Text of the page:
Paul is not holding back; this little word which is translated ‘vain’ in the NASB is used twice.  If Christ hasn’t been raised then basically the preaching is worthless and their faith is also ‘worthless, empty, in vain’


14 εἰ δὲ Χριστὸς οὐκ ἐγήγερται, κενὸν ἄρα τὸ κήρυγμα ἡμῶν, κενὴ καὶ ἡ πίστις ὑμῶν, 1 Corinthians 15:14

κενὸν and κενὴ = meaning ‘empty’ ‘vain’

If Christ hasn’t been raised from the dead, then the Corinthians faith is also empty.  St Paul is milking this argument to the very last drop.  There is no escape for the materialists who deny the resurrection. Empty or vain is used twice in one sentence this has consequences in the interpretation.

Verse 15

15 Moreover we are even found to be false witnesses of God, because we testified against God that He raised Christ, whom He did not raise, if in fact the dead are not raised. 1 Corinthians 15:15


(In the Greek text image above I have shown the tenses of the verb and also some of the word order with the numbers. Where you see 1, 2, 3. Just follow the word order.)

No perfect tenses are used in this verse.  It is in the here and now and it is a conversation that shows Paul explaining to the Corinthians that if the resurrection didn’t happen then the apostles would be found out to be false witnesses.


Verses 16-19

16 For if the dead are not raised, not even Christ has been raised; 17 and if Christ has not been raised, your faith is worthless; you are still in your sins. 18 Then those also who have fallen asleep in Christ have perished. 19 If we have hoped in Christ in this life only, we are of all men most to be pitied. 1 Corinthians 15:16-19


He continues in the same way.  The word mataios = worthless found in verse 17 was interesting.  Obviously, it carries the same idea of vanity and worthlessness as we found in verse 14 but this word here has been used in Acts 14:15 of idolatrous ‘vain things.  He goes even as far as to say that those who believed and died in the faith would have done so for nothing. Out of all of this in verse 15 I like ‘εἴπερ ἄρα’= if then (indeed or in fact). If the dead are not raised.  This section finishes off with lots of ‘if’ words! Verses 15, 16 and 19 start the sentences with ‘if’ words.  This is good news for us as believers because if there are if then there has to be a lot of ‘then’ words. This section has been very disquieting on the Corinthians. Paul in the next section is going to start to build the believers faith and give them hope. Paul had to go this way because of the troublemakers in the Corinthian assembly of believers. I hope and pray that you will follow me into the next section that hasn’t been commented on just yet.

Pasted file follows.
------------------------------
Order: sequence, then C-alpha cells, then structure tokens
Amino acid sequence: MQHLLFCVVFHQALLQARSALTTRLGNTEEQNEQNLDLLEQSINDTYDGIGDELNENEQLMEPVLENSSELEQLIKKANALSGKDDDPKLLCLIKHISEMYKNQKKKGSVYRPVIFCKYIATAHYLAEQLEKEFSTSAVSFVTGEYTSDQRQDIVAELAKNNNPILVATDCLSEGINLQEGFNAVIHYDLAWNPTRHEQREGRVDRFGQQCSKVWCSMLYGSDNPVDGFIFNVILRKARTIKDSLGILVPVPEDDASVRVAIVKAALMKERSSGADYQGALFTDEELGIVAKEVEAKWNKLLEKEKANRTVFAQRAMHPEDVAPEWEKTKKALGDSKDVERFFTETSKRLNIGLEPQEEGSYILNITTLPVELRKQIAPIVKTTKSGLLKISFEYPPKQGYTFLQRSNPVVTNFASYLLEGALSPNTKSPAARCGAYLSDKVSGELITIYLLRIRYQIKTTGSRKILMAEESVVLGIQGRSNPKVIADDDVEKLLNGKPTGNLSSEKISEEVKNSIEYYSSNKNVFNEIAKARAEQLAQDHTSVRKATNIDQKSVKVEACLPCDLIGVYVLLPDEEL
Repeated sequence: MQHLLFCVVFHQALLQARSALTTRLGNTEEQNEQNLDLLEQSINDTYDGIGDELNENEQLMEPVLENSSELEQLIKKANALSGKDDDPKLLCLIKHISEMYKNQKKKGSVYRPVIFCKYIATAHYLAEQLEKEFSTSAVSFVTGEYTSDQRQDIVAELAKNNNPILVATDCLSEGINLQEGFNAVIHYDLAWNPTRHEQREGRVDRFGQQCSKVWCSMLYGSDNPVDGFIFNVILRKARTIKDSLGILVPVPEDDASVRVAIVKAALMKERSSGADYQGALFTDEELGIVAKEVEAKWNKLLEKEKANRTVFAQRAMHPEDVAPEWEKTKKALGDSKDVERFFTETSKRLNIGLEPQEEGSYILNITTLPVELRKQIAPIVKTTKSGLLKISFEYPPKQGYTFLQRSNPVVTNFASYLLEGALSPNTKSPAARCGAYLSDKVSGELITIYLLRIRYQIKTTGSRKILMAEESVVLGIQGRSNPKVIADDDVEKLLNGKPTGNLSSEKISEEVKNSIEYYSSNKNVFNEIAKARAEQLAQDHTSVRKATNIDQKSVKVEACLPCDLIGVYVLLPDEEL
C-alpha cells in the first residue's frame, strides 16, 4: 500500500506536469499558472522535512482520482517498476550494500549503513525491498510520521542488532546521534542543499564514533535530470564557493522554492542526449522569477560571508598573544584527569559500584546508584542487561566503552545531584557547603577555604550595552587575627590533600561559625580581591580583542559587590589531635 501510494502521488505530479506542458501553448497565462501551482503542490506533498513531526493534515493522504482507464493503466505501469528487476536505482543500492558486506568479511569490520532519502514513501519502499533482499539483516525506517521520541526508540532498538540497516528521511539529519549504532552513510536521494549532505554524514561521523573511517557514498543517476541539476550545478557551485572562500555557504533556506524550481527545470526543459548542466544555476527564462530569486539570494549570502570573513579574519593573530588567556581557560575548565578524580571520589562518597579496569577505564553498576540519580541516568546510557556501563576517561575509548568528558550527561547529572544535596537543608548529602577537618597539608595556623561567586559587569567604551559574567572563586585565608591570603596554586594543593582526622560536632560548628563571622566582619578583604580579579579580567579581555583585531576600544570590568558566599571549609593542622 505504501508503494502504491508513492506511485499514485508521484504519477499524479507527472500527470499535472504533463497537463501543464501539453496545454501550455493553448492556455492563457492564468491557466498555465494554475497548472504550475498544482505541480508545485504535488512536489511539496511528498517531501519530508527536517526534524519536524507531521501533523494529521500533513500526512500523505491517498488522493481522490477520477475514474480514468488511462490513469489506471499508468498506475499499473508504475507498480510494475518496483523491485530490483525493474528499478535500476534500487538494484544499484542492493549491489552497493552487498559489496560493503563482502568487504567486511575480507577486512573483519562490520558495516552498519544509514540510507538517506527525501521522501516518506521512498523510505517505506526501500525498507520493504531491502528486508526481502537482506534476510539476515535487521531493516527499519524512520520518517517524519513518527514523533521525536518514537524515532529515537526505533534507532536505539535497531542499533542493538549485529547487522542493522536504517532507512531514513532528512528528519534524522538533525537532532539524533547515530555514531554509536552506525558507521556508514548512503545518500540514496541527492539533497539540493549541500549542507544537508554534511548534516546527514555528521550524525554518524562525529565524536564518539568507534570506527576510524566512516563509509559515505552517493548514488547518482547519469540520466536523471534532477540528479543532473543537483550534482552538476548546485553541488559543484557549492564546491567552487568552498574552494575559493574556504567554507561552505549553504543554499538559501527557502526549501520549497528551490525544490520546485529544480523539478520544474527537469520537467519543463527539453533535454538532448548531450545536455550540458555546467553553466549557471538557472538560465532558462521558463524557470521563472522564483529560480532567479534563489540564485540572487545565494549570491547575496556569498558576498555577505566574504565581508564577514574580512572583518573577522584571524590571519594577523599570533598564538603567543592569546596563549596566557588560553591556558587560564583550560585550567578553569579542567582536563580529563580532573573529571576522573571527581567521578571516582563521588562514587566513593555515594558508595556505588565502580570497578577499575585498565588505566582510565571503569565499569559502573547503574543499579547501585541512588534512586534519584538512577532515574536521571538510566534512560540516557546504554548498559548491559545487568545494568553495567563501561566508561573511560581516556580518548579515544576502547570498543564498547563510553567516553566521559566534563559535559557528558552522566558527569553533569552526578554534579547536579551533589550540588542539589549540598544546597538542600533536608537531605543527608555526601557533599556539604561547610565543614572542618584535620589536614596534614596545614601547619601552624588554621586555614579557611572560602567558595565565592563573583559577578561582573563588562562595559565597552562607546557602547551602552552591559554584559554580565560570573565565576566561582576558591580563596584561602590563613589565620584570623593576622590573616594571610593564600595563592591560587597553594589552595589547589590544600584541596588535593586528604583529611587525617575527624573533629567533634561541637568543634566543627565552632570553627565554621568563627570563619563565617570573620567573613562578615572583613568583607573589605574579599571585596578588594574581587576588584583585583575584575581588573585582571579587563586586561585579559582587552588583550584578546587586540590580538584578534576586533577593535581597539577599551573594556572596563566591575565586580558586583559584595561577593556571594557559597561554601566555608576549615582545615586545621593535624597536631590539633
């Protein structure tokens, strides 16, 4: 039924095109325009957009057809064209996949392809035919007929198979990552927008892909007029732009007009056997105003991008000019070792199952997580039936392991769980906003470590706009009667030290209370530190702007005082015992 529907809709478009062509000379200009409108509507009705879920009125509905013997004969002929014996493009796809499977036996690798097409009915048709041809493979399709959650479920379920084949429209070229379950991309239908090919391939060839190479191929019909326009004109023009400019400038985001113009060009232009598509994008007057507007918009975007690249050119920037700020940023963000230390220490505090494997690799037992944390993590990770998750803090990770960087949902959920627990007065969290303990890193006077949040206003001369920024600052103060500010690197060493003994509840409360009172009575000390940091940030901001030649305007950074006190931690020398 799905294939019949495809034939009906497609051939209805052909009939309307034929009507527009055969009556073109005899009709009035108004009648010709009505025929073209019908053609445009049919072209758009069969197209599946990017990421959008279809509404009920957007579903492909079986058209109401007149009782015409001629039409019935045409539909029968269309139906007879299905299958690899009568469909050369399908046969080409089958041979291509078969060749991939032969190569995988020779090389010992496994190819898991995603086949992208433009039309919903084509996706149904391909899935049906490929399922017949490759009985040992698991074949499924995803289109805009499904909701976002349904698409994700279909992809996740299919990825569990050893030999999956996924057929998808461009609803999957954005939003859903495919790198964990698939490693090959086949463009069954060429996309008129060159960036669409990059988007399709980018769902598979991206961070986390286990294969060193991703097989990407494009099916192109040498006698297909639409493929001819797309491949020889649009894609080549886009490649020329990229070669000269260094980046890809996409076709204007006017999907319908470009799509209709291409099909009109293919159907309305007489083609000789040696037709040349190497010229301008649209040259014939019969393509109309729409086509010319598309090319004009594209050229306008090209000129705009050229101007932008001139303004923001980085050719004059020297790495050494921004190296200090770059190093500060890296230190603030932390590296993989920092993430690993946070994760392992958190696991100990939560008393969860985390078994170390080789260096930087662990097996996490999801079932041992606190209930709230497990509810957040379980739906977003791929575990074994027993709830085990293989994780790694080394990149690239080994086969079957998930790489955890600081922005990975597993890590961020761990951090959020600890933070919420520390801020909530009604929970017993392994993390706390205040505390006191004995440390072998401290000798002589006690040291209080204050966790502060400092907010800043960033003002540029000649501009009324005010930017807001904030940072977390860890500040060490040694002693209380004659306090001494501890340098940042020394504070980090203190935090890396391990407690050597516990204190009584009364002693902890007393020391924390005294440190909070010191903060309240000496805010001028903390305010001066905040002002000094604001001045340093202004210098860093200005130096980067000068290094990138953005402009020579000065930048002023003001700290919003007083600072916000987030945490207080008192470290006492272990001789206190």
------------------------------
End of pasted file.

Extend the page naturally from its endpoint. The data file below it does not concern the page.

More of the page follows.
Feel free to visit my other theological blog;

Leave a Reply

Fill in your details below or click an icon to log in: Logo

You are commenting using your account. Log Out /  Change )

Twitter picture

You are commenting using your Twitter account. Log Out /  Change )

Facebook photo

You are commenting using your Facebook account. Log Out /  Change )

Connecting to %s

This site uses Akismet to reduce spam. Learn how your comment data is processed.

%d bloggers like this: